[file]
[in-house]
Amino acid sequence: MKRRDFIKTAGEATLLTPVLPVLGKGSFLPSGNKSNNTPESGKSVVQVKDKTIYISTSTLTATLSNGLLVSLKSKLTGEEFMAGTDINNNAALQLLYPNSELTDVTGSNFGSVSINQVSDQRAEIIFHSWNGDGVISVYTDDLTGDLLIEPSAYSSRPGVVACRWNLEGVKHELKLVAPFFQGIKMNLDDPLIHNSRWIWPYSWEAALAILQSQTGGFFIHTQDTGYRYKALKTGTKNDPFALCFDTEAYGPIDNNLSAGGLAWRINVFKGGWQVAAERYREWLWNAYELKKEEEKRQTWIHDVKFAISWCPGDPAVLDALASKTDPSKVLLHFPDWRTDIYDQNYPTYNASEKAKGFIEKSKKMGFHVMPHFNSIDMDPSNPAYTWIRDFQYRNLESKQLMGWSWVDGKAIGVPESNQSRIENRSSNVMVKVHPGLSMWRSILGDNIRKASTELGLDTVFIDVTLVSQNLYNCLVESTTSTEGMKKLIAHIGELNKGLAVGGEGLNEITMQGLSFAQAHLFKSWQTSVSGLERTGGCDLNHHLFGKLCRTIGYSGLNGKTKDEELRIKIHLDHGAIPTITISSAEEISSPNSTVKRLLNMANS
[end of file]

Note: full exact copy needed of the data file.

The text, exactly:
[in-house]
Amino acid sequence: MKRRDFIKTAGEATLLTPVLPVLGKGSFLPSGNKSNNTPESGKSVVQVKDKTIYISTSTLTATLSNGLLVSLKSKLTGEEFMAGTDINNNAALQLLYPNSELTDVTGSNFGSVSINQVSDQRAEIIFHSWNGDGVISVYTDDLTGDLLIEPSAYSSRPGVVACRWNLEGVKHELKLVAPFFQGIKMNLDDPLIHNSRWIWPYSWEAALAILQSQTGGFFIHTQDTGYRYKALKTGTKNDPFALCFDTEAYGPIDNNLSAGGLAWRINVFKGGWQVAAERYREWLWNAYELKKEEEKRQTWIHDVKFAISWCPGDPAVLDALASKTDPSKVLLHFPDWRTDIYDQNYPTYNASEKAKGFIEKSKKMGFHVMPHFNSIDMDPSNPAYTWIRDFQYRNLESKQLMGWSWVDGKAIGVPESNQSRIENRSSNVMVKVHPGLSMWRSILGDNIRKASTELGLDTVFIDVTLVSQNLYNCLVESTTSTEGMKKLIAHIGELNKGLAVGGEGLNEITMQGLSFAQAHLFKSWQTSVSGLERTGGCDLNHHLFGKLCRTIGYSGLNGKTKDEELRIKIHLDHGAIPTITISSAEEISSPNSTVKRLLNMANS